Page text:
As Israelis prepare to go to the polls on Tuesday for national elections — the second such vote this year — they may feel like they are living through the political equivalent of “Groundhog Day.” And if the results are the same as the last round, which began with elections April 9 and ended weeks later inconclusively, with Prime Minister Benjamin Netanyahu able to form a majority of 61 seats in a coalition government, there could even be a third do-over election later this year.
One thing is clear: this election is, front and center, a referendum about Netanyahu, who has now served in Jerusalem’s top post longer than any prime minister who preceded him. And keep in mind that he also serves as defense minister, minister of diaspora affairs, minister of welfare, and minister of health.
There has been little talk along the campaign trail of peace talks with the Palestinians or plans to resolve the conflict. Not in Netanyahu’s Likud party, or the chief challengers in the Blue and White party led by Benny Gantz and Yair Lapid, or the eight other parties with a shot at winning seats in the Knesset. The same goes for a range of other major issues facing Israel, from internal societal tensions to growing economic inequality. Rather, the key issue is whether Netanyahu can and should serve another term.
His supporters see him as Mr. Security, deftly able to protect the nation from the chaos surrounding Israel in Syria to the north while overseeing a solid economy and maintaining good relations with Russia’s Vladimir Putin and even better relations with U.S. President Donald Trump.
Critics, however, focus on what they see as an eroding democracy at home, with the prime minister seemingly prepared, if re-elected, to stave off imminent indictment charges of corruption in three cases against him through legislation that would weaken the Knesset and the Supreme Court. Netanyahu has blamed the press (“fake news”), his political opponents, the attorney general (whom he chose), the police, and top legal officials for his legal predicament.
Most recently, he and his Likud allies have tried to pass a last-minute bill that would place secret cameras inside polling stations on Election Day, ostensibly to limit voter fraud. In April, Likud sent 1,200 paid observers to film in polling places, primarily in Arab neighborhoods. The company that directed the operation took credit for reducing the Arab voter turnout to a record low, with parties on the right the clear beneficiaries. Virtually no cases of voter fraud were found.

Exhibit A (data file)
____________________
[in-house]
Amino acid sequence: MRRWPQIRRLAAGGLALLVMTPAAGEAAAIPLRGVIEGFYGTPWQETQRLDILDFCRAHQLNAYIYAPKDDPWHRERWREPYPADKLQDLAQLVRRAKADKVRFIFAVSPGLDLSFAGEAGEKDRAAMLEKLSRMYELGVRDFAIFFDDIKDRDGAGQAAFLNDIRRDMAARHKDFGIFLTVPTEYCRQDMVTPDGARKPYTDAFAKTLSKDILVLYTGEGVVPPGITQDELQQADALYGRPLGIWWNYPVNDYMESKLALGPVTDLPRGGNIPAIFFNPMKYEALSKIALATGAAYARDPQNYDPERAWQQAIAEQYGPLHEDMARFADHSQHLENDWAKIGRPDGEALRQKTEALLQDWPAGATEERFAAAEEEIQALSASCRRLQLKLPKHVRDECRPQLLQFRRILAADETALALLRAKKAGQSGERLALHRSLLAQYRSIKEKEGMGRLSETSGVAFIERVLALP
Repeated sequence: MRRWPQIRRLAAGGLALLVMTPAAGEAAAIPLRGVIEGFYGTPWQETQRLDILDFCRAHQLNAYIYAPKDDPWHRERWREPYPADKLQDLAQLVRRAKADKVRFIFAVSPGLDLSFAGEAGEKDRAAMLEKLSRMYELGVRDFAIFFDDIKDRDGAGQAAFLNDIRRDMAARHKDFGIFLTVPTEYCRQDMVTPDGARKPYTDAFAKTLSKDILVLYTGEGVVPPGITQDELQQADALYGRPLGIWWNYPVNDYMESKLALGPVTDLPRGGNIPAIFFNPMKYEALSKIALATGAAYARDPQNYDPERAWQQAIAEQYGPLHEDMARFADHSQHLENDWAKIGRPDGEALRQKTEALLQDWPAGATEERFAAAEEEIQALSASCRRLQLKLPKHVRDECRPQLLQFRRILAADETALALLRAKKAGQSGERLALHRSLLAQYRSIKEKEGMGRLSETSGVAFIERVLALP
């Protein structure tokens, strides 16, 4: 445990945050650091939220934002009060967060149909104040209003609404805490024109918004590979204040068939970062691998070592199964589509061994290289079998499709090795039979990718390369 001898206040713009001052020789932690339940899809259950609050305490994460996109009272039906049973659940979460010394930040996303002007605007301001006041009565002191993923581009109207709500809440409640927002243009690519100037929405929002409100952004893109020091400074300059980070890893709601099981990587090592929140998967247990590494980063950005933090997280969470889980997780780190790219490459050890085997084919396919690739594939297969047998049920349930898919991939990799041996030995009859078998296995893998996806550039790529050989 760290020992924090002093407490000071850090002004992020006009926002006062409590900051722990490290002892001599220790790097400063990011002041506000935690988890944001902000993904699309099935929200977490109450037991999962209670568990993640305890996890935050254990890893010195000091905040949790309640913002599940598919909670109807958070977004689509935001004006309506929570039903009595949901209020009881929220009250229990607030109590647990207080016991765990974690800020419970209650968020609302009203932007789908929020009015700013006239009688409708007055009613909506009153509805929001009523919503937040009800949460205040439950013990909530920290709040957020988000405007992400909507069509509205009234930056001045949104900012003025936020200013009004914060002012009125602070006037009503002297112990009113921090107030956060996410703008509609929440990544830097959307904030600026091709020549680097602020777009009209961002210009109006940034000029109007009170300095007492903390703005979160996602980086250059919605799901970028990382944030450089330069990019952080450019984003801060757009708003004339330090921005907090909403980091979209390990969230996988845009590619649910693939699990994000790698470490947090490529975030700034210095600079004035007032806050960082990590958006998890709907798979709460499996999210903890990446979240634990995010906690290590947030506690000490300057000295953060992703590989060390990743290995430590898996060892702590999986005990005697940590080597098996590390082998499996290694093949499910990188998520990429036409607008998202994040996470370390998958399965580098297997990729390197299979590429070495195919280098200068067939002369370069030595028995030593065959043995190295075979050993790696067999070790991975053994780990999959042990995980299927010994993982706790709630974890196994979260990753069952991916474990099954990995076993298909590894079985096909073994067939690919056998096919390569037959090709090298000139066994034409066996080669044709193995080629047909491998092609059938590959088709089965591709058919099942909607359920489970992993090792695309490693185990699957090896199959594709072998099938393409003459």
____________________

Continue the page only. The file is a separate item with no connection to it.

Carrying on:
The attorney general, a key Supreme Court justice, and election officials have sought to thwart such an effort by Likud now, and the bill is not expected to pass. But it’s another example of how Netanyahu, who declared on Tuesday that he plans to annex the West Bank settlements if re-elected, appears prepared to do whatever it takes to stay in office — not only for obvious political reasons but also to try to prevent facing criminal indictment. If early reactions from some American groups is a barometer, the annexation move will drive an even-deeper wedge between Israelis and American Jews and make a two-state solution next to impossible.
The pivotal figure in the upcoming election is Avigdor Lieberman, leader of the Israel Beiteinu party, which has strong support from the Russian-speaking segment of Israeli society and is expected to garner enough seats to determine which party — Likud or the Blue and White, if any — will form a coalition. It is Lieberman who played kingmaker — or in this case, un-maker — after the last election by refusing to join a coalition with Netanyahu at the top, a pledge he continues to make. The two men have a long history together, first as close allies and more recently as political adversaries.
With the vote expected to be close between the two top parties, Netanyahu continuing to pull out all stops to assure victory, Gantz running a low-key campaign, and Lieberman waiting in the wings to throw his political weight into the proceedings, it’s impossible to determine the outcome. And it’s quite possible that neither major party will be able to get the 61 votes to form a government, and yet another election will be called.
What IS clear, though, amidst the political jockeying, is that Israeli society has moved significantly to the right in recent years. This election is really between the center-right and the further right, with young people being the most right-wing segment of Israeli society. No doubt that is the result of years of continuing hostility and disinterest in peace talks from the Palestinians, nuclear threats from Iran, and the horrific civil war next door in Syria.
Whether or not the majority of American Jews agree with the outcome, Israelis will be choosing their leaders in a democratic election and the voters are the ones on the front lines.